There is also a more rudimentary form of IoT. For example, pieces of equipment are linked to each other through communication so that if a problem occurs in one area, the equipment in the next process will automatically stop. This is classified as reactive maintenance, where a failure is dealt with after it has occurred, but since the failure can be detected quickly, the impact on subsequent processes can be minimized. If you notice a failure 10 seconds too late, it could also cause a machine to fail further down the line. Another example would be a machine with an arm that grabs a certain part, and if for some reason it fails to grab the part, the line automatically stops. Another common example is preventive maintenance when a part that should not flow through the line passes through, the line is stopped to prevent accidents and breakdowns because the part could damage equipment further down the line.
Is it possible that the use of IoT will allow for more standardization of work that used to rely on the intuition and unique skills of maintenance technicians?
Yes, it is. I think there is enormous potential, for preventive and predictive maintenance where equipment data is monitored. It is also important for companies and factories that have no previous experience in implementing IoT to start small and be flexible in their implementation.
There may be cases where suddenly implementing IoT in the entire factory will not work. Therefore, it is advisable to first try to implement IoT in a limited way, such as by implementing it partially or setting up model lines or model equipment. Of course, it is assumed that you have a picture of what implementation in the entire factory should look like, but it is wise to start with a partial, small start and then expand the scale of implementation once you have gained the expertise.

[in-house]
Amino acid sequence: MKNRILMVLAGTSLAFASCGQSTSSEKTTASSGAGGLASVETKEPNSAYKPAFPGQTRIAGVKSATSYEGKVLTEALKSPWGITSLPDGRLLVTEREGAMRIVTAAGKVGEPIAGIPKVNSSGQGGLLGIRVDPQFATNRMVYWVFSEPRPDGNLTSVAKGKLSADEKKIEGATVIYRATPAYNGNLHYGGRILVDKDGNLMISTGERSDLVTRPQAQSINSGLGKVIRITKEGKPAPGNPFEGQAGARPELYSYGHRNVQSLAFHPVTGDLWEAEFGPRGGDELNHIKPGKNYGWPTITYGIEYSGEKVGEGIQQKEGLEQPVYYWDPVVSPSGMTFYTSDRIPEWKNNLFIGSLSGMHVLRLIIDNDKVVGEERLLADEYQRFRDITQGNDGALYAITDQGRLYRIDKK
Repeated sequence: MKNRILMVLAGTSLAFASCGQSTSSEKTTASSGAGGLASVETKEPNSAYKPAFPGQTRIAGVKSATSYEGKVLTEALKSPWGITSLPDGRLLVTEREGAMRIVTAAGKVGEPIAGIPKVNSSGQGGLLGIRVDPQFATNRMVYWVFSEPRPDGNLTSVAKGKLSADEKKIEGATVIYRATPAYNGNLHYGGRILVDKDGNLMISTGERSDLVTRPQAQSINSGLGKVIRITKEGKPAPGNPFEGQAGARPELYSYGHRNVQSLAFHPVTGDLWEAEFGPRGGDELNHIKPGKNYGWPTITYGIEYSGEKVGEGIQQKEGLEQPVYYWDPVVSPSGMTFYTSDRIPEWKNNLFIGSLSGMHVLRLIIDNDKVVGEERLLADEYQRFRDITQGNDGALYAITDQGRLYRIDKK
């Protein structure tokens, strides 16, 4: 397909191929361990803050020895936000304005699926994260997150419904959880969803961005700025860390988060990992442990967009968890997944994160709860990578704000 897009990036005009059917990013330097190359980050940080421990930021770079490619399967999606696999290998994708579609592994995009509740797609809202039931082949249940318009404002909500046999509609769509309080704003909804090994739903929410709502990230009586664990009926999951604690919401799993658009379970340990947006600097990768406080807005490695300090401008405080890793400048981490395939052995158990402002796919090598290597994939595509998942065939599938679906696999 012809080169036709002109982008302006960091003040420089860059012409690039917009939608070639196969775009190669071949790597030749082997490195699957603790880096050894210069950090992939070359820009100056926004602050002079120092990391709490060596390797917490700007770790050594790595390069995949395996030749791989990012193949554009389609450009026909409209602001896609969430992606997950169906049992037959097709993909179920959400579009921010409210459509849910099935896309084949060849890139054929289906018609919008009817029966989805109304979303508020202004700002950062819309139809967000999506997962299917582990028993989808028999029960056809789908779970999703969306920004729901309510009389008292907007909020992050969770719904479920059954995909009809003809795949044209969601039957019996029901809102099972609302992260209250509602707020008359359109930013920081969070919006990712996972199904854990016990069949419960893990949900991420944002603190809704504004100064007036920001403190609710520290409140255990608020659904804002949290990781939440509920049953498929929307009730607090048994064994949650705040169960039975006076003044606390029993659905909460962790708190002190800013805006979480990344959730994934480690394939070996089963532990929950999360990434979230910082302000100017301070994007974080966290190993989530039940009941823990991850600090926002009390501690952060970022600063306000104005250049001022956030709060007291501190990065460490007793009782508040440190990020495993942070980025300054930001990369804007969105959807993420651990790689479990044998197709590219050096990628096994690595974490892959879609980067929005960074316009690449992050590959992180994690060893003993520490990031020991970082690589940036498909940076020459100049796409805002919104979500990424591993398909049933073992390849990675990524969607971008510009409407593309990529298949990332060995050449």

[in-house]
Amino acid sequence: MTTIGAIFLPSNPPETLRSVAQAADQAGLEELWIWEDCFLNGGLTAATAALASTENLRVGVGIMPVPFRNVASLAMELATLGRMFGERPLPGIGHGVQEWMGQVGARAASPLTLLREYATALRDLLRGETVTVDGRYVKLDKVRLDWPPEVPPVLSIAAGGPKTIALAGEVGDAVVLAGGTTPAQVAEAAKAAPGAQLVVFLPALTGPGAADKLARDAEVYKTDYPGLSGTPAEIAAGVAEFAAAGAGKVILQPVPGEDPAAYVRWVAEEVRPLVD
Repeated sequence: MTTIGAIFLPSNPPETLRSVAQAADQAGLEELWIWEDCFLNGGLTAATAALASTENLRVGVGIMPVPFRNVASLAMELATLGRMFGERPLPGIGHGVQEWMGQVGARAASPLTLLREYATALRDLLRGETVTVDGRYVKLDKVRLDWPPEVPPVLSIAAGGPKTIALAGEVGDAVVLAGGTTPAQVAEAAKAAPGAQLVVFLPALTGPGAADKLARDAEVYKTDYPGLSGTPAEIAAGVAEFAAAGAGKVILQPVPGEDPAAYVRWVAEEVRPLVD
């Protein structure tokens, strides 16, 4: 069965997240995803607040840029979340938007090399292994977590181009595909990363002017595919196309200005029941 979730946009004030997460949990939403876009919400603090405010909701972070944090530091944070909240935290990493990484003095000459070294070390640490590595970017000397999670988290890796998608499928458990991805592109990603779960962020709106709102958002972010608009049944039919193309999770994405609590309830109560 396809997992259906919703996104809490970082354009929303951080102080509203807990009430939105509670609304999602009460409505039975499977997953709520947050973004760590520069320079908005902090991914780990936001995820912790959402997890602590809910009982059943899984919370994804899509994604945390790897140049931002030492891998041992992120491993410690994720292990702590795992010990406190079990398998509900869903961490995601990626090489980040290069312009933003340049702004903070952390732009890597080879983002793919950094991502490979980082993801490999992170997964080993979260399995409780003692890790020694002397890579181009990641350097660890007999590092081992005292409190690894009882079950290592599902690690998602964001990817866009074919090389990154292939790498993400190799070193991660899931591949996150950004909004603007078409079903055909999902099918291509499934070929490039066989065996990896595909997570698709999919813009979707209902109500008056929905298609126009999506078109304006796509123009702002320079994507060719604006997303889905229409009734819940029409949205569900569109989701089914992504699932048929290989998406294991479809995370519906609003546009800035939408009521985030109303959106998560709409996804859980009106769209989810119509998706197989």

If you start small, you will be able to implement IoT quickly and easily.
Implementation as soon as possible is also extremely important. That’s because IoT-based maintenance will not be able to reach its full potential unless more data is collected and accumulated. If IoT is used for reactive maintenance to notify that equipment has stopped, it can provide immediate results, but for preventive or predictive maintenance, the obtained data must be analysed, and technical evaluation must be added.
The number of IoT maintenance tools is increasing, and more factories are adopting them, but in fact, there are many areas where the detailed methodology has not been completely established, such as where sensors can be put to be more effective, what types of data must be obtained to predict failure, and how obtained data should be analysed. No one yet knows the optimal solution for IoT-based maintenance. This is where it becomes important to collect as much data as possible and discuss internally the best way to use this data. To have an accurate fact-based discussion, it is important to have as much data as possible to use as raw material.